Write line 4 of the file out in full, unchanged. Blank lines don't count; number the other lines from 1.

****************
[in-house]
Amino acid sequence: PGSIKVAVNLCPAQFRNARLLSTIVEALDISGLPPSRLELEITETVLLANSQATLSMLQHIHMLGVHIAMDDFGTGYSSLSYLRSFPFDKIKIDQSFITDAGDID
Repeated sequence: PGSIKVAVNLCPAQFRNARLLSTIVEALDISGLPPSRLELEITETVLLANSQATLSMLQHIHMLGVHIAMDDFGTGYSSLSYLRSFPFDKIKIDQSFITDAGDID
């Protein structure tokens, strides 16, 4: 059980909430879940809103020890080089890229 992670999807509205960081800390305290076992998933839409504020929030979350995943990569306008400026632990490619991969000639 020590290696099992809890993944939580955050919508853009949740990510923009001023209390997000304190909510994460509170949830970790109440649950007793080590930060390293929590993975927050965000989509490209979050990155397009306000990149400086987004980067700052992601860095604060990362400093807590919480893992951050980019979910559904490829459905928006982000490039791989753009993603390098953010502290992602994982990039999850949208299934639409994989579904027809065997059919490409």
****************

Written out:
């Protein structure tokens, strides 16, 4: 059980909430879940809103020890080089890229 992670999807509205960081800390305290076992998933839409504020929030979350995943990569306008400026632990490619991969000639 020590290696099992809890993944939580955050919508853009949740990510923009001023209390997000304190909510994460509170949830970790109440649950007793080590930060390293929590993975927050965000989509490209979050990155397009306000990149400086987004980067700052992601860095604060990362400093807590919480893992951050980019979910559904490829459905928006982000490039791989753009993603390098953010502290992602994982990039999850949208299934639409994989579904027809065997059919490409």